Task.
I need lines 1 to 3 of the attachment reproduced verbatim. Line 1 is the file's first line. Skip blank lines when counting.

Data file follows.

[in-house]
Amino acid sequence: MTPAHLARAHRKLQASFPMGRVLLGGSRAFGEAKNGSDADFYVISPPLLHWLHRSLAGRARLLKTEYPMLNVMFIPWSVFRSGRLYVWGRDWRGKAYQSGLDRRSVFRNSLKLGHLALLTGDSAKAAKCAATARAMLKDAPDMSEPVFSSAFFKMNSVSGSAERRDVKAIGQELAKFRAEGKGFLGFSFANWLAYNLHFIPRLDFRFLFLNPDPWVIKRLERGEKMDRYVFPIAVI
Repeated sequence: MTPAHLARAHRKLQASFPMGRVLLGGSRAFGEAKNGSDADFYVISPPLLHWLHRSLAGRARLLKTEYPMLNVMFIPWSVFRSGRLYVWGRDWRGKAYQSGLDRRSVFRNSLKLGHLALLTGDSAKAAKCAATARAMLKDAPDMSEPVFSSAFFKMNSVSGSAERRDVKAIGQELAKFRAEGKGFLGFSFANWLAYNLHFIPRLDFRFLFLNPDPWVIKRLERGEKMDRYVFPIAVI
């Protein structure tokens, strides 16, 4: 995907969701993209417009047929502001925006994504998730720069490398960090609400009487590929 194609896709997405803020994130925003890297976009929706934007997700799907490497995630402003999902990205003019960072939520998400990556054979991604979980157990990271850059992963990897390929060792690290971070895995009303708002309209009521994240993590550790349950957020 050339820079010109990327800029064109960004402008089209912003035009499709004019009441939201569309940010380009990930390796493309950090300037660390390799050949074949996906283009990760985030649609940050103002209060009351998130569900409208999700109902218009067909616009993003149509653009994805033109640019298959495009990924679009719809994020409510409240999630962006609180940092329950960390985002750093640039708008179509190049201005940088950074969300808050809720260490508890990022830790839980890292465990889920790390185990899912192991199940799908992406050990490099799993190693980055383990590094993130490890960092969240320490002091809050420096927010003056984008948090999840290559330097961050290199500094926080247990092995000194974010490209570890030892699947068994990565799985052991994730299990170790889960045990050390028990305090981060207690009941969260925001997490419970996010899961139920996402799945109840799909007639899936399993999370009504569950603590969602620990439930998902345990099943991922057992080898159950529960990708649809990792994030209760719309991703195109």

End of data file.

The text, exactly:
[in-house]
Amino acid sequence: MTPAHLARAHRKLQASFPMGRVLLGGSRAFGEAKNGSDADFYVISPPLLHWLHRSLAGRARLLKTEYPMLNVMFIPWSVFRSGRLYVWGRDWRGKAYQSGLDRRSVFRNSLKLGHLALLTGDSAKAAKCAATARAMLKDAPDMSEPVFSSAFFKMNSVSGSAERRDVKAIGQELAKFRAEGKGFLGFSFANWLAYNLHFIPRLDFRFLFLNPDPWVIKRLERGEKMDRYVFPIAVI
Repeated sequence: MTPAHLARAHRKLQASFPMGRVLLGGSRAFGEAKNGSDADFYVISPPLLHWLHRSLAGRARLLKTEYPMLNVMFIPWSVFRSGRLYVWGRDWRGKAYQSGLDRRSVFRNSLKLGHLALLTGDSAKAAKCAATARAMLKDAPDMSEPVFSSAFFKMNSVSGSAERRDVKAIGQELAKFRAEGKGFLGFSFANWLAYNLHFIPRLDFRFLFLNPDPWVIKRLERGEKMDRYVFPIAVI